Car window tinting can be a good choice for adding style to any vehicle, and this film can also make it more comfortable to drive during hot summer months. The right tint can also protect the car's interior, so it's not as likely to fade or crack because of exposure to direct sunlight.
However, some vehicle owners may have certain misconceptions about window tinting, so they may not think it's the best choice for their vehicle, or may choose the wrong tint for their car or truck. Note a few of those common misconceptions here, so you can decide if you want to get your vehicle's windows tinted, and can choose the best type of tint for your needs.
Film makes the vehicle too dark
Film tinting comes in different colours, and it will also vary when it comes to how much sun blockage it provides. If you're worried about your car feeling too dark, you can simply choose a light colour of tint and a film that only blocks a small amount of UV rays. This will ensure the vehicle's interior still gets some sunlight from the outside, and the cab of the vehicle won't feel like a dark cave.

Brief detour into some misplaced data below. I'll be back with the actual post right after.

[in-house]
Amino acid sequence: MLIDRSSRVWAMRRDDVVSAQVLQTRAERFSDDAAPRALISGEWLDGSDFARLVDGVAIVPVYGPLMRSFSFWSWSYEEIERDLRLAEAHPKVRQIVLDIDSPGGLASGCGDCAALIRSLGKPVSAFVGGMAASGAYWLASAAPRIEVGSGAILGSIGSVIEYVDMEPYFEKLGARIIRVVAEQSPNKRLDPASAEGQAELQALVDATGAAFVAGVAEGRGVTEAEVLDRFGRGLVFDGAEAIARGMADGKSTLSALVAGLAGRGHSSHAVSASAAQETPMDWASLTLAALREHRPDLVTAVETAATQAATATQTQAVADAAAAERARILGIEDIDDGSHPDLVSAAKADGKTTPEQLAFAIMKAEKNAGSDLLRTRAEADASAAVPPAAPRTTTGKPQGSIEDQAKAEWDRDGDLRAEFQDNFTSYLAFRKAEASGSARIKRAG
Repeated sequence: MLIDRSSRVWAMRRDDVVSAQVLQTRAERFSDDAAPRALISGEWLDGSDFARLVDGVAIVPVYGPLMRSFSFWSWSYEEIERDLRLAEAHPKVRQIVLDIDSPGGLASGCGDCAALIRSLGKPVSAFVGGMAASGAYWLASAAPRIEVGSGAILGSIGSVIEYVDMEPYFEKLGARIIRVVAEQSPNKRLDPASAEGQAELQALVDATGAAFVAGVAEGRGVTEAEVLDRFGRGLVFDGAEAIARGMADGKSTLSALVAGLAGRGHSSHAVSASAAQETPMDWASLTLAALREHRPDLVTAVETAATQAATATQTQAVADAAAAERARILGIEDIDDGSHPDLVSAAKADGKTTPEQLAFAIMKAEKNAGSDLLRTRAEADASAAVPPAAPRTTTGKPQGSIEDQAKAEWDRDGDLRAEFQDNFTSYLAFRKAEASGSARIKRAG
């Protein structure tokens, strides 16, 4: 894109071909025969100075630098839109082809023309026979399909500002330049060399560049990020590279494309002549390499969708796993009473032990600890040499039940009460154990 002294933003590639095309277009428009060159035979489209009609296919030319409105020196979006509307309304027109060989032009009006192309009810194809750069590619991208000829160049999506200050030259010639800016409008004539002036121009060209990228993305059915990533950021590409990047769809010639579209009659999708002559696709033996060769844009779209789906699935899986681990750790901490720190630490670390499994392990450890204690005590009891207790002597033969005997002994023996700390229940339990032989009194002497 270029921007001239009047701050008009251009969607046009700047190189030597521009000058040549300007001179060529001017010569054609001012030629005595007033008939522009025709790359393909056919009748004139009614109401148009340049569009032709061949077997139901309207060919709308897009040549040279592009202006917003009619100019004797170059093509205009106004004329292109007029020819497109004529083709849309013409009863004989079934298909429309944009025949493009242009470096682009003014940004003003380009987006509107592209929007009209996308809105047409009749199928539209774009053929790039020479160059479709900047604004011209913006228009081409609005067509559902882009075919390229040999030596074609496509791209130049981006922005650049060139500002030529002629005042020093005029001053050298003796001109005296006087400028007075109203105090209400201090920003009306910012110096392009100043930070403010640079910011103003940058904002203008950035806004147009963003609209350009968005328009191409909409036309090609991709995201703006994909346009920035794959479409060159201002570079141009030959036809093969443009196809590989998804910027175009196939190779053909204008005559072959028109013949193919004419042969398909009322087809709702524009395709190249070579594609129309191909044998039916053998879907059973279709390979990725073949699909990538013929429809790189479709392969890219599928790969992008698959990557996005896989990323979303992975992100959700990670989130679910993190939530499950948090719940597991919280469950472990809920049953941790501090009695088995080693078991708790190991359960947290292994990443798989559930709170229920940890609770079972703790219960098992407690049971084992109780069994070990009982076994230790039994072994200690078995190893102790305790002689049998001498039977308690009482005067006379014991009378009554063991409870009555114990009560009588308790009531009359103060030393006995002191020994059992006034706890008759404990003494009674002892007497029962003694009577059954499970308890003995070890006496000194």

Window tinting doesn't last
Very cheap film that a vehicle owner applies on their own usually doesn't last, and it may soon discolour, fade, peel, or bubble, causing an unsightly mess on the windows. However, high-quality film that is applied by a professional should last for many years without discolouring, and will never peel or bubble. As long as you choose a reputable installer for your vehicle's window film, you should be happy with the end result for as long as you own your vehicle.
Window film keeps windows from breaking
Tint added to vehicle windows is not strong enough to keep those windows from shattering, as actual security film may interfere with the side windows opening and closing. If you're worried about those windows getting broken, you might talk to a car window specialist about upgrading to a more secure glass than what was installed by the manufacturer.
If your concern is with someone breaking a side window to steal something or to steal the car itself, note that dark film can obscure the view inside the car, so a potential thief can't see if there is anything inside the car worth stealing. They also won't be able to see if you should accidentally leave your keys in the ignition, which can reduce the risk of the car getting broken into or stolen.